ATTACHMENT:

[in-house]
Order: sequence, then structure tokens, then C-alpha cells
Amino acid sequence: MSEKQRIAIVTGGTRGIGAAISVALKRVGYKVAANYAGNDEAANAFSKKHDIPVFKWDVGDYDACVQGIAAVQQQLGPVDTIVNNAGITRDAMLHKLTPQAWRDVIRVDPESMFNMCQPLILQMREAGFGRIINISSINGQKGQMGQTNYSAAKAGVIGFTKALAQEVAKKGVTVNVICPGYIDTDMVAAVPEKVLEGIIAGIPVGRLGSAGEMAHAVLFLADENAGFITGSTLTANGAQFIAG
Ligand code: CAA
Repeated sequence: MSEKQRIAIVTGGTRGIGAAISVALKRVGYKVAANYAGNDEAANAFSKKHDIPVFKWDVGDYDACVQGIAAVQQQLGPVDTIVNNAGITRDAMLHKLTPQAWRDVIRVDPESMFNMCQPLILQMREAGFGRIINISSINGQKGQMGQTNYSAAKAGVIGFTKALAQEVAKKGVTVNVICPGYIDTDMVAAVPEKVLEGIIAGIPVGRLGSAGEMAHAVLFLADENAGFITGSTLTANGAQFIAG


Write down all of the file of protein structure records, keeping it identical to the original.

[in-house]
Order: sequence, then structure tokens, then C-alpha cells
Amino acid sequence: MSEKQRIAIVTGGTRGIGAAISVALKRVGYKVAANYAGNDEAANAFSKKHDIPVFKWDVGDYDACVQGIAAVQQQLGPVDTIVNNAGITRDAMLHKLTPQAWRDVIRVDPESMFNMCQPLILQMREAGFGRIINISSINGQKGQMGQTNYSAAKAGVIGFTKALAQEVAKKGVTVNVICPGYIDTDMVAAVPEKVLEGIIAGIPVGRLGSAGEMAHAVLFLADENAGFITGSTLTANGAQFIAG
Ligand code: CAA
Repeated sequence: MSEKQRIAIVTGGTRGIGAAISVALKRVGYKVAANYAGNDEAANAFSKKHDIPVFKWDVGDYDACVQGIAAVQQQLGPVDTIVNNAGITRDAMLHKLTPQAWRDVIRVDPESMFNMCQPLILQMREAGFGRIINISSINGQKGQMGQTNYSAAKAGVIGFTKALAQEVAKKGVTVNVICPGYIDTDMVAAVPEKVLEGIIAGIPVGRLGSAGEMAHAVLFLADENAGFITGSTLTANGAQFIAG